At any rate, I ended up fumbling along with some of the other smaller reasons ("Who doesn't want to move to NYC? Some of my friends were moving...I thought I could get a job at XX place...) and I don't think he noticed my awkwardness, but I sure felt it. It occurs to me that I could've just said "I knew that I would be needing some specific medical care that would be easier to access in New York."

It's true, but it doesn't necessitate the big Reveal of my transsexual history, which is still an awkward topic for me to naturally bring up in conversation.

I'd like to be able to be more more matter of fact about bringing up my transsexuality in conversation with people who are unaware. My gender history always feels like such a bombshell to drop into conversation. I don't know if it really is, or if it just feels that way to me. I've never had anyone revel a transsexual history to me when I didn't already anticipate it.

Of course, it's possible that folks already know that I'm trans, whether through the grapevine or shrewed Googling or what, but it seems unlikely to me. I'm trying to think about the the times I've had conversations with folks where they've opened up about big, deeply personal things in their lives- having been adopted, for instance. It hasn't happened to me that often, and I don't think (again, this could be my own bias) that any of these revelations have been of quite the...sensationalistic variety that transsexualism is assumed to be.

I wish I could give folks a little questionnaire after I have my inevitably awkward coming out conversation with them, so I could get feedback and figure out how much of the awkwardness is in my head, and/or how to minimize the awkwardness.

For now, I'll continue to leave some questions unanswered.

Tuesday, June 02, 2009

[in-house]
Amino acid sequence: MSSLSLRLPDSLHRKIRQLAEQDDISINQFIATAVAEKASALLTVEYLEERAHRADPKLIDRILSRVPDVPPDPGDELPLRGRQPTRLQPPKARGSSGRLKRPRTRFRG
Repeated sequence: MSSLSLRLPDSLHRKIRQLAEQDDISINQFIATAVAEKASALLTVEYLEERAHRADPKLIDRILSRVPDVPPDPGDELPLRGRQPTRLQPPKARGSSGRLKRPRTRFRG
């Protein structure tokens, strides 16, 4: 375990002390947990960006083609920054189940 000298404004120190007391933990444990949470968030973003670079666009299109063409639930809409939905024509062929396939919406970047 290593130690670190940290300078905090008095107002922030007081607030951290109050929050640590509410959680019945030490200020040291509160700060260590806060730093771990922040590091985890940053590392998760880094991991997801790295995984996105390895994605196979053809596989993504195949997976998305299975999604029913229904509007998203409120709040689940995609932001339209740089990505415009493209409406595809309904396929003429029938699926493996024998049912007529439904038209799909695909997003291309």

End hiatus

Gosh, it's been a while since I've posted. More than two months, in fact! My 3rd year of being on T slipped by during that time, without much notice. Really, year three doesn't feel much different than year two...which I suspect is the crux of these writing gaps. My transition (and the entirety of my gender, really) isn't as interesting to me as it used to be. I foretold this, and I'm not surprised about it, but how quickly the memory of angst disappears! It's nice to feel normal, and it's seductive- I am reminded daily why it's so hard for people to raise their consciousness when they've never had their privileges challenged, and why cissexual (that is, non-transexual) people sometimes find it so hard to understand what gender dysphoria really means.

It's so comfortable having my gender identity and physical sex be in sync! Almost hard for me to empathize with gender variant folks, and I used to BE a gender variant person! Heck, I still am, in some ways, but they're very different ways.

Anyway, I've got dishes to do and sleep to get, but I'd like to start writing in this again. Just because my life isn't angsty anymore doesn't mean it isn't still interesting, and I'd like to keep making this record for myself and my friends and family and any who might find it helpful.

So I'll end this post with my old standby easy-out: pictures!

First is me in early spring sunshine with my beard at its wooliest, sometime in March:

Then a somewhat more restrained beard picture from about the same time-

Mostly to contrast with the below picture from a year ago (may 2008) to show that yes, my beard pattern is filling in. I thought I looked quite good at the time, but it looks so patchy to me now, alas.
I sure was skinny- I've put on some padding since leaving NYC, aka the land of walking everywhere.

And here are two shots from tonight- recently clean shaven for the summertime (my coworkers tell me it makes me look about 13, alas, so it probably won't last long), and then a topless photo just because.

In August it'll be 3 years since my surgery with Dr. Brownstein.